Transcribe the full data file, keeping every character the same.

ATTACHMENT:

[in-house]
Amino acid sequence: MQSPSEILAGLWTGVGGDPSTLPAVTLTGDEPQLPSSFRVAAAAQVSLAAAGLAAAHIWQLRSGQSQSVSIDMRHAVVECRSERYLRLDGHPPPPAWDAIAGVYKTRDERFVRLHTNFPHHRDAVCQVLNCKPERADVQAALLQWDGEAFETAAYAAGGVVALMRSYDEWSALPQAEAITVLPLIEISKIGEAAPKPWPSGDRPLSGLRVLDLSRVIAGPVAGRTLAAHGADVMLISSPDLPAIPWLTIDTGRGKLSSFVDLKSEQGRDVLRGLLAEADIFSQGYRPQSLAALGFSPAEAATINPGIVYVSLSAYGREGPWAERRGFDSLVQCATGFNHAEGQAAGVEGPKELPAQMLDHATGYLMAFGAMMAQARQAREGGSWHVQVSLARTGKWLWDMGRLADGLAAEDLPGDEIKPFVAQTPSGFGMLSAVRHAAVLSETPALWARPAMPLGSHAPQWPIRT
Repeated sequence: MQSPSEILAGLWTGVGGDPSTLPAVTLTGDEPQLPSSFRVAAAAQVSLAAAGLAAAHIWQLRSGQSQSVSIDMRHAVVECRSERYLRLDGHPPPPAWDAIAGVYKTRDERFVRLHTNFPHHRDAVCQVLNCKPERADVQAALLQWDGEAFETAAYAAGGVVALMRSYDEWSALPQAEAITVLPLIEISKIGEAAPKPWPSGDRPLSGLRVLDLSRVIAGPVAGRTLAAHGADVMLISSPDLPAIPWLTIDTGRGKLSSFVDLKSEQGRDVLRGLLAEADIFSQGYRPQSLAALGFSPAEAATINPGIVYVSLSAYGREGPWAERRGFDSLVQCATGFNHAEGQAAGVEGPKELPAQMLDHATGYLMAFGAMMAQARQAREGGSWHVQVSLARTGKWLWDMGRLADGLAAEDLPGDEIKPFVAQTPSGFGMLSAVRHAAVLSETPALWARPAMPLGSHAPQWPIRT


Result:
[in-house]
Amino acid sequence: MQSPSEILAGLWTGVGGDPSTLPAVTLTGDEPQLPSSFRVAAAAQVSLAAAGLAAAHIWQLRSGQSQSVSIDMRHAVVECRSERYLRLDGHPPPPAWDAIAGVYKTRDERFVRLHTNFPHHRDAVCQVLNCKPERADVQAALLQWDGEAFETAAYAAGGVVALMRSYDEWSALPQAEAITVLPLIEISKIGEAAPKPWPSGDRPLSGLRVLDLSRVIAGPVAGRTLAAHGADVMLISSPDLPAIPWLTIDTGRGKLSSFVDLKSEQGRDVLRGLLAEADIFSQGYRPQSLAALGFSPAEAATINPGIVYVSLSAYGREGPWAERRGFDSLVQCATGFNHAEGQAAGVEGPKELPAQMLDHATGYLMAFGAMMAQARQAREGGSWHVQVSLARTGKWLWDMGRLADGLAAEDLPGDEIKPFVAQTPSGFGMLSAVRHAAVLSETPALWARPAMPLGSHAPQWPIRT
Repeated sequence: MQSPSEILAGLWTGVGGDPSTLPAVTLTGDEPQLPSSFRVAAAAQVSLAAAGLAAAHIWQLRSGQSQSVSIDMRHAVVECRSERYLRLDGHPPPPAWDAIAGVYKTRDERFVRLHTNFPHHRDAVCQVLNCKPERADVQAALLQWDGEAFETAAYAAGGVVALMRSYDEWSALPQAEAITVLPLIEISKIGEAAPKPWPSGDRPLSGLRVLDLSRVIAGPVAGRTLAAHGADVMLISSPDLPAIPWLTIDTGRGKLSSFVDLKSEQGRDVLRGLLAEADIFSQGYRPQSLAALGFSPAEAATINPGIVYVSLSAYGREGPWAERRGFDSLVQCATGFNHAEGQAAGVEGPKELPAQMLDHATGYLMAFGAMMAQARQAREGGSWHVQVSLARTGKWLWDMGRLADGLAAEDLPGDEIKPFVAQTPSGFGMLSAVRHAAVLSETPALWARPAMPLGSHAPQWPIRT